The exhibition outlines the philosophical and technological context of the time in which Leonardo da Vinci lived in order to explore his study of the forms and processes of the Plant world in greater depth, through his eyes as a “systemic” thinker, highlighting the connections between art, science and nature and the relationships between the different spheres of knowledge.
The botany of Leonardo thus becomes a privileged perspective to open up modern conversation on scientific evolution and ecological sustainability.
From phyllotaxis to dendrochronology, Leonardo’s writings and illustrations capture prominent insights in the history of botany that arose from his keen powers of observation an d experimental spirit. They map out a dynamic vision of science that is inseparable from art and technology, and is still highly relevant and applicable today.
Natural elements and interactive installations are interwoven among the original pages. The exhibition offers the public the chance to learn more about an important area of Leonardo’s study and appreciate the outstanding results.
- Leonardo da Vinci (1452-1519), Codex Atlanticus, folio 197 verso. Method for making a “positive” print; bottom, a sage leaf printed in negative. Copyright Veneranda Biblioteca Ambrosiana/Mondadori Portfolio.
- Leonardo da Vinci (1452-1519), Codex Atlanticus, folio 663 recto. Floral composition; note on the usefulness of glasses. Copyright Veneranda Biblioteca Ambrosiana/Mondadori Portfolio.
- Leonardo da Vinci (1452-1519), Codex Atlanticus, folio 713 recto. Centre, leaves and fruit; top right, the names of eight people; left, study of the effects of percussion on elastic and non-elastic objects; right, note on the sphercity of water (the element); bottom, inclined plane and model of a pincer joint. Copyright Veneranda Biblioteca Ambrosiana/Mondadori Portofolio.
The Dodecahedron and the Mulberry Tree
The geometric form of the Dodecahedron and the Mulberry tree are the two symbols of the exhibition.
For the ancient Greeks and Renaissance Neoplatonists, the Dodecahedron represented the entire universe, while the other Platonic polyhedra represented the four elements: earth (the cube), air (the octahedron), water (the icosahedron) and fire (the tetrahedron). Leonardo designed the polyhedra for Luca Pacioli’s manuscript De Divina Proportione. He admired the shapes with which nature created and transformed matter, reflecting on the way that man, a part of this creation, can interpret and reinterpret it. For Leonardo, the interconnectedness between the three worlds that make up the universe – vegetal, animal and mineral – was a mystery to be revealed but not violated.
The Dodecahedron and the Mulberry tree encapsulate one of the main themes of the exhibition, introducing Leonardo’s systemic vision of the world to the general public. After five centuries, his perspective offers us an invaluable opportunity to observe, interpret and reinterpret the world of today, interweaving the systemic thinking he suggested five hundred years ago with the knowledge and technology now available to us (including the -omic sciences, mathematics and bioinformatics). Taking Leonardo as a model for our immediate future involves imagining a new vision of the world, and a different understanding of the role of humans within it. One of the aims that we should be setting ourselves is certainly to find new ways to reduce the artificial nature of progress (today caused mainly by non-biodegradable chemical substances that are not part of the ecosystem) and study how to defend ourselves from the impending threat that the epigenetic influx of genetically modified organisms bring with them.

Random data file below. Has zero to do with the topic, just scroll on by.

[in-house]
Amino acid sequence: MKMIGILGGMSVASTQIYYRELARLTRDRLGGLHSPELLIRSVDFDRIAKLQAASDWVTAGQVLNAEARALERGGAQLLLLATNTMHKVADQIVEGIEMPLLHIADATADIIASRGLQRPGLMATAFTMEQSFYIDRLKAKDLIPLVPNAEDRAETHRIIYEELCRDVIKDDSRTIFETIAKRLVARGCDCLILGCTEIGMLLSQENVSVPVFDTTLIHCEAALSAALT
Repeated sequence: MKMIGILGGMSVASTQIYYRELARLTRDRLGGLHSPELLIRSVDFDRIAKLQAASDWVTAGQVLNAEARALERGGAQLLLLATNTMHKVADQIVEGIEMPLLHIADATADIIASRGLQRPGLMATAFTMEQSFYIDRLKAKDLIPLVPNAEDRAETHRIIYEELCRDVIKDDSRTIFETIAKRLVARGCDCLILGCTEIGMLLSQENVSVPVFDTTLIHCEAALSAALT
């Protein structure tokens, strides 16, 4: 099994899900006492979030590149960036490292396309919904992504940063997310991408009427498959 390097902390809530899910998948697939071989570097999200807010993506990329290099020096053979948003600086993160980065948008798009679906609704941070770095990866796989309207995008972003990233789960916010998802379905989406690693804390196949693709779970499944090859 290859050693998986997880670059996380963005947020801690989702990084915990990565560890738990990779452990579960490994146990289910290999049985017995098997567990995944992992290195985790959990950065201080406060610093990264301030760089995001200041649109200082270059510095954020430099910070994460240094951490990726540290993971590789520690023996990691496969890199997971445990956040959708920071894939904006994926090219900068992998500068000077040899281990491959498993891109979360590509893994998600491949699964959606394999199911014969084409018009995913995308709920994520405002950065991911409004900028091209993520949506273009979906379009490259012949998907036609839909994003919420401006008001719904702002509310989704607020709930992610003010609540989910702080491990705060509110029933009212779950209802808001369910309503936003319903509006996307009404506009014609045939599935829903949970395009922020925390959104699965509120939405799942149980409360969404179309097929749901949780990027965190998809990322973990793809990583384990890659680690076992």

Drawing from Leonardo in an authentic and yet contemporary way also means trying to define a new way of thinking that considers the events in Florence starting from the beginning of the 15th Century and makes them relevant today. A period in which, under the patronage of the Medici, alchemy and Neoplatonic thought embraced and nurtured the arts, technology and science in an organic vision that was at once both highly cohesive and incredibly diverse.
In the Grand Cloister of Santa Maria Novella as well as a number of other piazzas around Florence, 5 solid geometric shapes are on display that according to Plato (428-347 B.C.), building on Pythagorean ideas, gave form to the four elements of the cosmos:
- the hexahedron for the land
- the icosahedron for water
- the octahedron for the air
- the tetrahedron for fire
And then there was the dodecahedron, a sublime synthesis of the quintessence:
“there remained one construction, the fifth; and the god used it for the universe” (Plato’s Timaeus).
Leonardo began his study of mathematics and geometry in Milan thanks to the acquaintance he made with Fra Luca Pacioli (1445-1517) at the court of Ludovico il Moro in Milan. He designed sixty regular solid shapes for Pacioli’s Compendio de la divina proportione and in exchange received invaluable insights. Thanks to this productive acquaintance, over the years Leonardo developed profound insights into arithmetic, Euclidean geometry, proportion and the founding elements of the cosmos, nature, science and art.
Pictures from De divina proportione, ms 210, Bibliothèque de Genève